Due to the above, one accepts a paradigm implicit in Pierre Gabriel's thesis and partly justified by the Gabriel–Rosenberg reconstruction theorem (after Pierre Gabriel and Alexander L. Rosenberg) that a commutative scheme can be reconstructed, up to isomorphism of schemes, solely from the abelian category of quasicoherent sheaves on the scheme. Alexander Grothendieck taught that to do geometry one does not need a space, it is enough to have a category of sheaves on that would be space; this idea has been transmitted to noncommutative algebra by Yuri Manin. There are, a bit weaker, reconstruction theorems from the derived categories of (quasi)coherent sheaves motivating the derived noncommutative algebraic geometry (see just below).
Main article: Derived algebraic geometry
Perhaps the most recent approach is through the deformation theory, placing non-commutative algebraic geometry in the realm of derived algebraic geometry.
As a motivating example, consider the one-dimensional Weyl algebra over the complex numbers C. This is the quotient of the free ring C<x, y> by the relation
This ring represents the polynomial differential operators in a single variable x; y stands in for the differential operator ∂x. This ring fits into a one-parameter family given by the relations xy - yx = α. When α is not zero, then this relation determines a ring isomorphic to the Weyl algebra. When α is zero, however, the relation is the commutativity relation for x and y, and the resulting quotient ring is the polynomial ring in two variables, C[x, y]. Geometrically, the polynomial ring in two variables represents the two-dimensional affine space A2, so the existence of this one-parameter family says that affine space admits non-commutative deformations to the space determined by the Weyl algebra. This deformation is related to the symbol of a differential operator and that A2 is the cotangent bundle of the affine line. (Studying the Weyl algebra can lead to information about affine space: The Dixmier conjecture about the Weyl algebra is equivalent to the Jacobian conjecture about affine space.)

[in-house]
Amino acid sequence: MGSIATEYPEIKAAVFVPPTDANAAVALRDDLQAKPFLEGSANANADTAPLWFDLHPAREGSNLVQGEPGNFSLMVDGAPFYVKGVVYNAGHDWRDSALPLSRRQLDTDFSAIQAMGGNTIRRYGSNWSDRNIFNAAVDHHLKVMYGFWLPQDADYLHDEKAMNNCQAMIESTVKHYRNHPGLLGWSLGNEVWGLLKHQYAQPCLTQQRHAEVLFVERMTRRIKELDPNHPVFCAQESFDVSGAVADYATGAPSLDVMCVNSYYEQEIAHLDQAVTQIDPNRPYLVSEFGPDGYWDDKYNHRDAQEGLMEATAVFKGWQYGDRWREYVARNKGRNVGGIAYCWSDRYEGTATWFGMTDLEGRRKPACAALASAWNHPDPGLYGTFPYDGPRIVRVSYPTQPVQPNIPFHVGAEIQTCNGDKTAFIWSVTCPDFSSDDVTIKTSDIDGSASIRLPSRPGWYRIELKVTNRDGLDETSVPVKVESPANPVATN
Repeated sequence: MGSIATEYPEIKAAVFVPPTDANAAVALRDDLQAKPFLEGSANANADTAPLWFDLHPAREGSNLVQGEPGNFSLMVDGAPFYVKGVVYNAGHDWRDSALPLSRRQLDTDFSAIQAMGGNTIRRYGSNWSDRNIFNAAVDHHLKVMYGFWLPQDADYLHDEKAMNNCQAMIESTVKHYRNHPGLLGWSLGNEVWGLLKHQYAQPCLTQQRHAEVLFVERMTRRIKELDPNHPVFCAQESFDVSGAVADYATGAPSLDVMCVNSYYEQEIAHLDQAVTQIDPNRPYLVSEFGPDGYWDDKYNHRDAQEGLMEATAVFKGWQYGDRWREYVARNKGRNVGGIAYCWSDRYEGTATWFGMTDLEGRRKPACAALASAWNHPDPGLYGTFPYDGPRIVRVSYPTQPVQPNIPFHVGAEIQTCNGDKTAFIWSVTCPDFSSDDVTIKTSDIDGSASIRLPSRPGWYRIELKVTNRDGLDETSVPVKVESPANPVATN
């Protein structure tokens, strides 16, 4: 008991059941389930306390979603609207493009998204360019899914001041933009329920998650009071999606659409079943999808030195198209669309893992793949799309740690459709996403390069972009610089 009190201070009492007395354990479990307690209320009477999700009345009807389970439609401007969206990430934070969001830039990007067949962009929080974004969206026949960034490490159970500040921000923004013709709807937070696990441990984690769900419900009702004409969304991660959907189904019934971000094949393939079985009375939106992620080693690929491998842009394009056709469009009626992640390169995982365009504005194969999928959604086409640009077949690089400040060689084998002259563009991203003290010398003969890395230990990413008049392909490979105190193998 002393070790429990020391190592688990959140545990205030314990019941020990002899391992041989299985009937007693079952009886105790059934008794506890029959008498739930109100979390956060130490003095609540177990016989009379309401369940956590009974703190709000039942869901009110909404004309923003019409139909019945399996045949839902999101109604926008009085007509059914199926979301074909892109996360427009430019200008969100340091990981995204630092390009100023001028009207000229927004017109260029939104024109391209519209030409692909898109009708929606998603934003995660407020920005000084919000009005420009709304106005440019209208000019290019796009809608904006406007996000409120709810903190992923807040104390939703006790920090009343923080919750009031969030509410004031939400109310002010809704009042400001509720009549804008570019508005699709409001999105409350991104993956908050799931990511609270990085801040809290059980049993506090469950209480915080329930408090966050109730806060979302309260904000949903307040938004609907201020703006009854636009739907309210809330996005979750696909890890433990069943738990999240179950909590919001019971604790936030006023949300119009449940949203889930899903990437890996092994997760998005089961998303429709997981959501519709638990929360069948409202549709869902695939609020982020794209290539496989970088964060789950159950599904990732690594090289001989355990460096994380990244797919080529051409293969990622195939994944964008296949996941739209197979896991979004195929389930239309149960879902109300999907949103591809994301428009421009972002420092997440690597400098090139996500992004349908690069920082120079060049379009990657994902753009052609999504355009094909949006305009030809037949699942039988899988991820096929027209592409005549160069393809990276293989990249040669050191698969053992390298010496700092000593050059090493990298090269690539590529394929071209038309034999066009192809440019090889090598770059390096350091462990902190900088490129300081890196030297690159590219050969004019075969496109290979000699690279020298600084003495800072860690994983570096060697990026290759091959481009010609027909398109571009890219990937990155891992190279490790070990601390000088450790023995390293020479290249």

In this line of the approach, the notion of operad, a set or space of operations, becomes prominent: in the introduction to (Francis 2008) harv error: no target: CITEREFFrancis2008 (help), Francis writes:
We begin the study of certain less commutative algebraic geometries. … algebraic geometry over -rings can be thought of as interpolating between some derived theories of noncommutative and commutative algebraic geometries. As n increases, these -algebras converge to the derived algebraic geometry of Toën-Vezzosi and Lurie.
Main article: Noncommutative projective geometry
One of the basic constructions in commutative algebraic geometry is the Proj construction of a graded commutative ring. This construction builds a projective algebraic variety together with a very ample line bundle whose homogeneous coordinate ring is the original ring. Building the underlying topological space of the variety requires localizing the ring, but building sheaves on that space does not. By a theorem of Jean-Pierre Serre, quasi-coherent sheaves on Proj of a graded ring are the same as graded modules over the ring up to finite dimensional factors. The philosophy of topos theory promoted by Alexander Grothendieck says that the category of sheaves on a space can serve as the space itself. Consequently, in non-commutative algebraic geometry one often defines Proj in the following fashion: Let R be a graded C-algebra, and let Mod-R denote the category of graded right R-modules. Let F denote the subcategory of Mod-R consisting of all modules of finite length. Proj R is defined to be the quotient of the abelian category Mod-R by F. Equivalently, it is a localization of Mod-R in which two modules become isomorphic if, after taking their direct sums with appropriately chosen objects of F, they are isomorphic in Mod-R.
This approach leads to a theory of non-commutative projective geometry. A non-commutative smooth projective curve turns out to be a smooth commutative curve, but for singular curves or smooth higher-dimensional spaces, the non-commutative setting allows new objects.